The appalling assault in January on the offices of satirical publication Charlie Hebdo was an assault on the notion of free speech, a point recognized by a smorgasbord of world leaders who marched through Paris proudly declaring ‘Je suis Charlie Hebdo’ (although it turns out that the well-publicized photos of leaders linking arms in solidarity were taken on a side-street, away from less exalted marchers at the biggest demonstration in France’s history).
Many of these leaders then almost immediately, and without the slightest trace of recognising the irony of the situation, went home and used the Charlie Hebdo incident as an excuse to push for stricter censorship and wider surveillance powers.
Among the worst offenders in this regard is France’s own President Francois Hollande, who not only started arresting anyone who expressed an alternative view of the events, but who promised to hold web companies who acted as ‘accomplices’ to terrorism by allowing users to post ‘hate speech’ on their servers responsible for such posts,
‘The big operators, and we know who they are, can no longer close their eyes if they are considered accomplices of what they host. We must act at the European and international level to define a legal framework so that Internet platforms which manage social media be considered responsible, and that sanctions can be taken.’
‘[The proposed law] wants to force intermediaries to “detect, using automatic processing, suspicious flows of connection data”. Internet service providers as well as platforms like Google, Facebook, Apple and Twitter would themselves have to identify suspicious behavior, according to instructions they have received, and pass the results to investigators. The text does not specify, but this could mean frequent connections to monitored pages. ‘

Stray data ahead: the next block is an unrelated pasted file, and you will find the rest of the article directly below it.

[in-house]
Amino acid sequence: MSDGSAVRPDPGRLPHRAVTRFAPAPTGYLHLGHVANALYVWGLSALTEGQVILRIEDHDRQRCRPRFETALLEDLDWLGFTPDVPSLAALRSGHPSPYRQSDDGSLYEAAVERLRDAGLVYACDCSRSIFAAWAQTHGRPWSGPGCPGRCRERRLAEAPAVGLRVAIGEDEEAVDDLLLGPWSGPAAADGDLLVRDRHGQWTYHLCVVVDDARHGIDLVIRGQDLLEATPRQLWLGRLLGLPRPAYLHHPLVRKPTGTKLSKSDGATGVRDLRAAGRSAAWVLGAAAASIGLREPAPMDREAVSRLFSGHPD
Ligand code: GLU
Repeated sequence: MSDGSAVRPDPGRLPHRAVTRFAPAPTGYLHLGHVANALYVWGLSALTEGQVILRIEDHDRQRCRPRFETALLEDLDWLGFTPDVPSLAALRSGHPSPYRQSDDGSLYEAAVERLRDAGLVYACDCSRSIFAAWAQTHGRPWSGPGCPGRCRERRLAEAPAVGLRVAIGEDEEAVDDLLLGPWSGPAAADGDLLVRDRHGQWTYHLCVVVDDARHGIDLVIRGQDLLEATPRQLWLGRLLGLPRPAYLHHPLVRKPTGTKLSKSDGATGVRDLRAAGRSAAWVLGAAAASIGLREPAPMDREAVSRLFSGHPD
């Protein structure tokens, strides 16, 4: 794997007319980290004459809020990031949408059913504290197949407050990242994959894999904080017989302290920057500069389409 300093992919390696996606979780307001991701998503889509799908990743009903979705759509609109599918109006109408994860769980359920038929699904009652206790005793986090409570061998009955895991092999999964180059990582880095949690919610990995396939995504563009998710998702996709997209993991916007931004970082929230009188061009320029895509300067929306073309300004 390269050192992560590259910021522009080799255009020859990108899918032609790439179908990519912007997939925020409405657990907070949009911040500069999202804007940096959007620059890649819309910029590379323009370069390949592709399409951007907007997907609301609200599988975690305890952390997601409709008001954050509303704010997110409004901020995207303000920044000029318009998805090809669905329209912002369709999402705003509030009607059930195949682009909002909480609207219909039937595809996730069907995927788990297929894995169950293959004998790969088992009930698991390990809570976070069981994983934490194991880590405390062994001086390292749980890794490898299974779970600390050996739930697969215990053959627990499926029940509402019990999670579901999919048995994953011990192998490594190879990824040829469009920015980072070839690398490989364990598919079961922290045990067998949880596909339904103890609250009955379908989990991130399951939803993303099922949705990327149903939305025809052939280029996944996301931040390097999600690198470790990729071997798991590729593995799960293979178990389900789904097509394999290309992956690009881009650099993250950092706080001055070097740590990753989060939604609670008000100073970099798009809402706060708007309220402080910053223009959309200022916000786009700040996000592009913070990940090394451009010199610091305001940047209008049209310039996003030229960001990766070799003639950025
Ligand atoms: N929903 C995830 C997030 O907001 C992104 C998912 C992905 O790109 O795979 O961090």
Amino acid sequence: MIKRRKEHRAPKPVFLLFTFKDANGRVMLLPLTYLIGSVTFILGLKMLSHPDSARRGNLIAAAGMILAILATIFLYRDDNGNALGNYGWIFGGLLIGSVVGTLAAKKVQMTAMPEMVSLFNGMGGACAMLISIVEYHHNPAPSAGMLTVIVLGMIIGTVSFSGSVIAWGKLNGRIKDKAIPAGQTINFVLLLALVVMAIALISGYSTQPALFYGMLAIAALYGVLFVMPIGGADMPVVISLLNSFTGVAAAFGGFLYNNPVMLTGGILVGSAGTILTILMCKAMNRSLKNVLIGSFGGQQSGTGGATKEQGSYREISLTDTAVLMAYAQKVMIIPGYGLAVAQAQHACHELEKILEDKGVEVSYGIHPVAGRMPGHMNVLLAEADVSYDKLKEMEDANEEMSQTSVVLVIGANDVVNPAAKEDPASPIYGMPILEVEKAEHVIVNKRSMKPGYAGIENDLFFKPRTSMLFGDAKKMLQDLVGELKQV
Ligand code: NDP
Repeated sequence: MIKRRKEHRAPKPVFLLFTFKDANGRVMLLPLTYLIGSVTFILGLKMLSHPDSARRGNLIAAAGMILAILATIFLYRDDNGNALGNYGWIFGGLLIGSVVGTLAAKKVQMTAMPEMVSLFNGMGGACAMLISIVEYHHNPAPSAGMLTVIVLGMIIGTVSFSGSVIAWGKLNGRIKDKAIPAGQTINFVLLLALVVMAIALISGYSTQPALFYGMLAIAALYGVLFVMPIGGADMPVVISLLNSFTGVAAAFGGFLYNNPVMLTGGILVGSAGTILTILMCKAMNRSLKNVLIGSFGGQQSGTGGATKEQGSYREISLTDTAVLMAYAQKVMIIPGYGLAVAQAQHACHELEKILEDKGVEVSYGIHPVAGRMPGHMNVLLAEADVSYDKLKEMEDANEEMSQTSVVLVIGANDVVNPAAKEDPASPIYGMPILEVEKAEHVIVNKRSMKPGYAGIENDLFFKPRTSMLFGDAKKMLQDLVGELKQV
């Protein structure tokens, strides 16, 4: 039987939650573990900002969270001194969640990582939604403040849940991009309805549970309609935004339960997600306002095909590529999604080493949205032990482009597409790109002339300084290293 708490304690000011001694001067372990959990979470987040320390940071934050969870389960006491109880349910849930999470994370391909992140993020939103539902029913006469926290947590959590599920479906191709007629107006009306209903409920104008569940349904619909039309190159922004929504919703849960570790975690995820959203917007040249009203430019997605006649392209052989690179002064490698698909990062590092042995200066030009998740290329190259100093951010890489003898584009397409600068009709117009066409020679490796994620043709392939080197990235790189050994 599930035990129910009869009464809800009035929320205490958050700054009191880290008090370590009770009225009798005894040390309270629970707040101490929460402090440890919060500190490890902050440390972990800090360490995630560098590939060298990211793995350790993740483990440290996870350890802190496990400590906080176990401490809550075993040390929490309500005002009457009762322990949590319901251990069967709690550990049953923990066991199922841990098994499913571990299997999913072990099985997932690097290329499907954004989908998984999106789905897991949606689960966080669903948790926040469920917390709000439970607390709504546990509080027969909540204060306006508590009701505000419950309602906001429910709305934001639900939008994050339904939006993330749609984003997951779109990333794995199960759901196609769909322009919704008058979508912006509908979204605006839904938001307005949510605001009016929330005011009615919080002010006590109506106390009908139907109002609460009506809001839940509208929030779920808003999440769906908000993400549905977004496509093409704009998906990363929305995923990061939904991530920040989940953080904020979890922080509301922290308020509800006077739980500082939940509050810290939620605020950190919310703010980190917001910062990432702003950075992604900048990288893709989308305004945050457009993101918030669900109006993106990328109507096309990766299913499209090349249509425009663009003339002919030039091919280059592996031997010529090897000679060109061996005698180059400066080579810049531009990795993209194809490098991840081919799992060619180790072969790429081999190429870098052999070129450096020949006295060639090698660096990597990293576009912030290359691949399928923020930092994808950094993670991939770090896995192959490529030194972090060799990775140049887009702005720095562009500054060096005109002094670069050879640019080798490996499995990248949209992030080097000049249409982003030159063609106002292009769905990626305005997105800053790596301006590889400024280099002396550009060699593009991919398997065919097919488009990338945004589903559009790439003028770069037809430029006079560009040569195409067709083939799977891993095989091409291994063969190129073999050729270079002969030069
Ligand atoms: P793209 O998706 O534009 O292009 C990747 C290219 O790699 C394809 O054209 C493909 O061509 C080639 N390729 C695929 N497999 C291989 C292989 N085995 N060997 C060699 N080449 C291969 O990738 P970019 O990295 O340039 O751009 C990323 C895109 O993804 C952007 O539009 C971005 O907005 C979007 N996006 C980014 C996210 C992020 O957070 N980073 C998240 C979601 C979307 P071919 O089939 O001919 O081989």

As TechDirt observes, the wording is worrying vague, and because no warrant is required for any of it, ‘the scope for abuse and errors will be huge.’ Even more worrying, however, is that the bill requires internet services to decrypt and monitor users’ data (effectively acting as gatekeepers to the internet), and that they hand over users’ private encryption keys to the government,
‘The Intelligence bill also addresses the obligations placed on operators and platforms “concerning the decryption of data.” More than ever, France is keen to have the [encryption] keys necessary to read intercepted conversations, even if they are protected.’
This line of reasoning closely follows that of UK Prime Minister David Cameron in his call for legislation to ensure there is no ‘safe space’ for terrorists to communicate over the internet, also made in direct response to the Charlie Hebdo attack.
Not only is any such legislation a direct assault on precisely those freedoms that the Charlie Hebdo staff died for defending (and if terrorists successfully cause our society to repeal the hard fought-for liberties that define it, then they have already won), but also leaves a big white elephant in the room – end-to-end encryption.
End-to-end encryption means that users generate and keep their own encryption keys – they are not held by any third party that can turn them over to a government or use them to decrypt customers’ data (which is why US law enforcement agencies are getting so riled up about tech companies such as Apple and Google implementing end-to-end encryption in their wildly popular products – mainly as a consequence of collapse in public trust in the companies following Edward Snowden’s revelations that they cooperated with the NSA to spy on them all).
When the French government realizes that end-to-end encryption will effectively make a joke of its shiny new legislation, it will be interesting to see its response. It could attempt to place restrictions on it or ban its use entirely, but not only would this make France one of the most draconian anti-freedom countries in the world, but in this interconnected day and age any such restrictions would almost certainly be largely ineffective. ‘Liberté, Equalité, Fraternité ?